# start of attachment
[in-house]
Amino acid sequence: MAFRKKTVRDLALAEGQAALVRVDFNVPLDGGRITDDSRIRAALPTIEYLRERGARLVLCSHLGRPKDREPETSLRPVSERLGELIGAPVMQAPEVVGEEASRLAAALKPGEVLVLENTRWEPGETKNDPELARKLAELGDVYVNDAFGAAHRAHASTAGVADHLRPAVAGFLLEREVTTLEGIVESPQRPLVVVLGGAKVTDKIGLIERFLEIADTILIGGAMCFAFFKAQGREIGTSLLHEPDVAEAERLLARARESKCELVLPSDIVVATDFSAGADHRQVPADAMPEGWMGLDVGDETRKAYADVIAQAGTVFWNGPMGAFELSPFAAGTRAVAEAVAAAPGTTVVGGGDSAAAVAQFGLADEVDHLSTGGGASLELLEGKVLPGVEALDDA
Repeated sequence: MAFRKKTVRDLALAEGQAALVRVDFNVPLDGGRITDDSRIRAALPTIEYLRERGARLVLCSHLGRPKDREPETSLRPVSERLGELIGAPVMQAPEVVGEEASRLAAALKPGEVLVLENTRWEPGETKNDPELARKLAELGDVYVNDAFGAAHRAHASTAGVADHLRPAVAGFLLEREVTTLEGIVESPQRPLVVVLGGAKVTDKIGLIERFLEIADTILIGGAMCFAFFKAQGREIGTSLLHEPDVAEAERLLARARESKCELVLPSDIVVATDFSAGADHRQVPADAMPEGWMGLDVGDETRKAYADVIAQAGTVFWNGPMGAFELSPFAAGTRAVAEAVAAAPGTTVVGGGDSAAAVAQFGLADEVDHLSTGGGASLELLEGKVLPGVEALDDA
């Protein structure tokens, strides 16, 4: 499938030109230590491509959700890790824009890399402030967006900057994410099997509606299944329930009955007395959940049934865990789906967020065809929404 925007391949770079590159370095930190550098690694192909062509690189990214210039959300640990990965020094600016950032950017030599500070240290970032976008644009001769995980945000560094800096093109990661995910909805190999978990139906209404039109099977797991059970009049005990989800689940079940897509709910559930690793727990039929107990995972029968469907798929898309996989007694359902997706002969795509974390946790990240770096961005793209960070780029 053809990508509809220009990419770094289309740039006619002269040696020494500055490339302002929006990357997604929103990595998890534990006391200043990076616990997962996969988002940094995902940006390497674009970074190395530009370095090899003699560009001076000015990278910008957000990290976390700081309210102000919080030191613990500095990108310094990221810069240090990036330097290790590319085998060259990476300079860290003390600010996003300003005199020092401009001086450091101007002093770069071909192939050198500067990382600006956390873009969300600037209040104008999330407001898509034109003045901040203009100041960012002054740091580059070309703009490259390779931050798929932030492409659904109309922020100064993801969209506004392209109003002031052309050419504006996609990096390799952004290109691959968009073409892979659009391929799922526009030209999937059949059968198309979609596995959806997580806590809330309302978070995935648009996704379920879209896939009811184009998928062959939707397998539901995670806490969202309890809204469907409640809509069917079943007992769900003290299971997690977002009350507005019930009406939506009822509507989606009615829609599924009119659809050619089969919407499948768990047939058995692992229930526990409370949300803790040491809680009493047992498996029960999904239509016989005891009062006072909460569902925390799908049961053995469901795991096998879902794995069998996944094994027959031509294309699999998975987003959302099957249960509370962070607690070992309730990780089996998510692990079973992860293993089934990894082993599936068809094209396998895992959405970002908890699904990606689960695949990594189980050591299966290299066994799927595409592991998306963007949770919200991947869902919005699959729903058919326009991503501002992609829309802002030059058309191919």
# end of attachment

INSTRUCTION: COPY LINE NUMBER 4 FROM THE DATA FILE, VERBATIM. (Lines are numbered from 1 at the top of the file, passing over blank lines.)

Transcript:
């Protein structure tokens, strides 16, 4: 499938030109230590491509959700890790824009890399402030967006900057994410099997509606299944329930009955007395959940049934865990789906967020065809929404 925007391949770079590159370095930190550098690694192909062509690189990214210039959300640990990965020094600016950032950017030599500070240290970032976008644009001769995980945000560094800096093109990661995910909805190999978990139906209404039109099977797991059970009049005990989800689940079940897509709910559930690793727990039929107990995972029968469907798929898309996989007694359902997706002969795509974390946790990240770096961005793209960070780029 053809990508509809220009990419770094289309740039006619002269040696020494500055490339302002929006990357997604929103990595998890534990006391200043990076616990997962996969988002940094995902940006390497674009970074190395530009370095090899003699560009001076000015990278910008957000990290976390700081309210102000919080030191613990500095990108310094990221810069240090990036330097290790590319085998060259990476300079860290003390600010996003300003005199020092401009001086450091101007002093770069071909192939050198500067990382600006956390873009969300600037209040104008999330407001898509034109003045901040203009100041960012002054740091580059070309703009490259390779931050798929932030492409659904109309922020100064993801969209506004392209109003002031052309050419504006996609990096390799952004290109691959968009073409892979659009391929799922526009030209999937059949059968198309979609596995959806997580806590809330309302978070995935648009996704379920879209896939009811184009998928062959939707397998539901995670806490969202309890809204469907409640809509069917079943007992769900003290299971997690977002009350507005019930009406939506009822509507989606009615829609599924009119659809050619089969919407499948768990047939058995692992229930526990409370949300803790040491809680009493047992498996029960999904239509016989005891009062006072909460569902925390799908049961053995469901795991096998879902794995069998996944094994027959031509294309699999998975987003959302099957249960509370962070607690070992309730990780089996998510692990079973992860293993089934990894082993599936068809094209396998895992959405970002908890699904990606689960695949990594189980050591299966290299066994799927595409592991998306963007949770919200991947869902919005699959729903058919326009991503501002992609829309802002030059058309191919």